I recently posted a brief query on the Twitter feed about the ongoing Occupy Wall St. movement, questioning the lack of press it had been receiving. In the meantime, the assorted members of the social media-driven protest have pressed the issue, increased their ranks, and have made it much more difficult for the media to ignore them. The movement has also caught geographic momentum, with this writer personally witnessing a few demonstrations in Boston over the past few days. Other branches have sprung up across the nation. So where is this protest movement headed? Will the protesters have any impact on business as usual in the US?
I am a huge fan of peaceful protests. Whether or not I agree with the particular cause du jour, protest movements are a good way (maybe even the best way) for citizens to participate in the representative political process. The power of protest cannot be overstated; this year's events in the Middle East are great proof of this. Closer to home, some of the greatest social changes in US history were stimulated by protests.
Recently, the financial crisis has led to the rise of the financial system as a subject of interest to various protest movements. Our readers will no doubt be familiar with crisis-related riots in Greece (though these did take an unfortunate violent turn at times). Last fall, I witnessed a few protests in Munich, Germany that had a sign or two referencing bailouts. Similar movements have sprung up all over Europe at times since. In the US, protest movements against Wall St. seem have taken longer to materialize for some reason. Maybe the collective youth of the US is just too busy playing video games. Maybe it is hopelessness over the odds of success that has kept angry citizens at home.
The former barrier is only slightly tongue-in-cheek, while the latter is a more relevant concern. The truth of the matter is that since perhaps the Vietnam era protests in the US have been overwhemingly underwhelming in the results they produce. Even during Vietnam, it took years or protests before US troops left Southeast Asia, and I am sure that any military historians in the crowd today would debate the impact that the various marches on Washington actually had on the policy decisions of that town's occupants.
So what is the problem? Notwithstanding the example given by the Tea Party movement, to the extent that protest movements do gain momentum they typically end up devolving into a hodgepodge of various liberal talking points. For example, the recent Occupy Wall St. protests included, littered among statements concerning the malignant impact bankers and financiers have on 'the other 99%,' demands concerning everything from censorship to poverty to ending war to ending the death penalty. Such things give general detractors and anyone who disagrees with the side issues an excuse to not care.
This is perhaps the reason that the more conservative Tea Party movement was able to gain steam; unalterable focus on one thing. Somewhat ironically (and probably missed by many involved in the cause) the main success they have had in this goal was replacing old politicians with new ones. However, that was about as much success as a protest movement could reasonably be expected to have; if Occupy Wall St. similarly leads to any real political change, it would have to be considered a huge victory for participants. Without that kind of lazer focus, no matter how much energy organizers bring to their cause (which is not inconsiderate in the case of the almost month-old Occupy Wall St. movement), it is far more difficult for them to force their way into serious conversations.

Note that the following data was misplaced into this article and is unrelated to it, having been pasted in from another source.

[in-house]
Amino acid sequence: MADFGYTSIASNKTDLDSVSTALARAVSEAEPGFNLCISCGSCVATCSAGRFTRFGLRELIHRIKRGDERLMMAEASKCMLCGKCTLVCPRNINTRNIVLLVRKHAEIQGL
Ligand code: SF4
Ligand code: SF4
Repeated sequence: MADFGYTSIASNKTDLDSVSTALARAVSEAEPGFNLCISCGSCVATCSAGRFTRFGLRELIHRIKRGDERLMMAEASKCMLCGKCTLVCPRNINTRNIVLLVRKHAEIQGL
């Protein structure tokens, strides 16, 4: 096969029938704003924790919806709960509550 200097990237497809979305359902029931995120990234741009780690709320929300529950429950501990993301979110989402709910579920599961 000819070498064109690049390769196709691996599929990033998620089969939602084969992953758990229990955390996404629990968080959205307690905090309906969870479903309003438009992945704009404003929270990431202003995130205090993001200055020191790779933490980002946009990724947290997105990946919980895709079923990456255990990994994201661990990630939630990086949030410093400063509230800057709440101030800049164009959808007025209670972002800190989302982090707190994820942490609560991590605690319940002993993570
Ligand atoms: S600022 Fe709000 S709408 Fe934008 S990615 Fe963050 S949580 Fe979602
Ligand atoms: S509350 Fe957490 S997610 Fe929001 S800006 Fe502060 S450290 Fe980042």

This message was echoed by a recent visitor to Zuccotti Park, Susan Sarandon. Ms. Sarandon, in recently stopping by to chat with Occupiers, mentioned that her one main piece of advice to them would be to focus on one thing. The more protestors follow this advice, the more likely it is that their voices will be heard in the political process. Of course this leads to a rather glaring conundrum; the more voices that get added to the crowd, the more amplified their shouts become. However, the more voices that get added to the crowed, the greater the disparity in the issues they shout about (frankly, someone should tell them that it is difficult to take grown-ups holding balloons seriously as well, but I digress).
If the Occupiers focus on one thing; say, stopping corporate bailouts and corruption, they will increase their odds of gaining more mainstream followers, mainstream news coverage and political traction. Maybe they can even help some of their candidates of choice get elected (for example if Elizabeth Warren ultimately decides to run for something in 2012, her longstanding anti-Wall St. stance would allow her to slot in very nicely as an Occupier-supported candidate). However, until it finds focus, the movement will remain newsworthy only when its participants become arrested with little to show for it beside police records.
UPDATE: Things seem to be going well in NYC for the protesters. The message seems to have been refocused entirely on banks instead of the more scattershot approach which was being taken earlier, and union support will certainly help to swell the ranks. However, public opinion could potentially turn against the movement if much more violence occurs or it the hacktivist group Anonymous makes good on a promise to do something dramatic to the NYSE on Oct. 10. Remember...many Americans are angry with banks, but just as many have 401k plans and get very nervous when bad things happen to their retirement accounts...